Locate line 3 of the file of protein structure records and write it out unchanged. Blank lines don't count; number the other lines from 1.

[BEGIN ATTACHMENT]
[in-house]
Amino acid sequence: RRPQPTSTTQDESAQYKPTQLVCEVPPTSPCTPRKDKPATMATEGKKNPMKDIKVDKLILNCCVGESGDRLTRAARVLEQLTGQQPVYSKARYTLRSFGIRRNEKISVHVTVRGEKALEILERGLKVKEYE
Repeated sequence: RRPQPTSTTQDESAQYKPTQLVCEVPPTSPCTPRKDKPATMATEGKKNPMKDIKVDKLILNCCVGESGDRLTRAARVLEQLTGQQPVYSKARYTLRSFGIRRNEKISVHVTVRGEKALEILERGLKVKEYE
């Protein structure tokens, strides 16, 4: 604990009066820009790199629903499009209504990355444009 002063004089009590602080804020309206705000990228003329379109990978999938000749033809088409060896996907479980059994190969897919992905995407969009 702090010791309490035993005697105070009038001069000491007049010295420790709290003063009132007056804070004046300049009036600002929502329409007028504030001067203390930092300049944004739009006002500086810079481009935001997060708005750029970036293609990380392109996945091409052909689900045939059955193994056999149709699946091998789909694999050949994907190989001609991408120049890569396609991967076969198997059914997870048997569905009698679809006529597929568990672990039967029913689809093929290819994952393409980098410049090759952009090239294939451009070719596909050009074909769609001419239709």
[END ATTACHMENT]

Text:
Repeated sequence: RRPQPTSTTQDESAQYKPTQLVCEVPPTSPCTPRKDKPATMATEGKKNPMKDIKVDKLILNCCVGESGDRLTRAARVLEQLTGQQPVYSKARYTLRSFGIRRNEKISVHVTVRGEKALEILERGLKVKEYE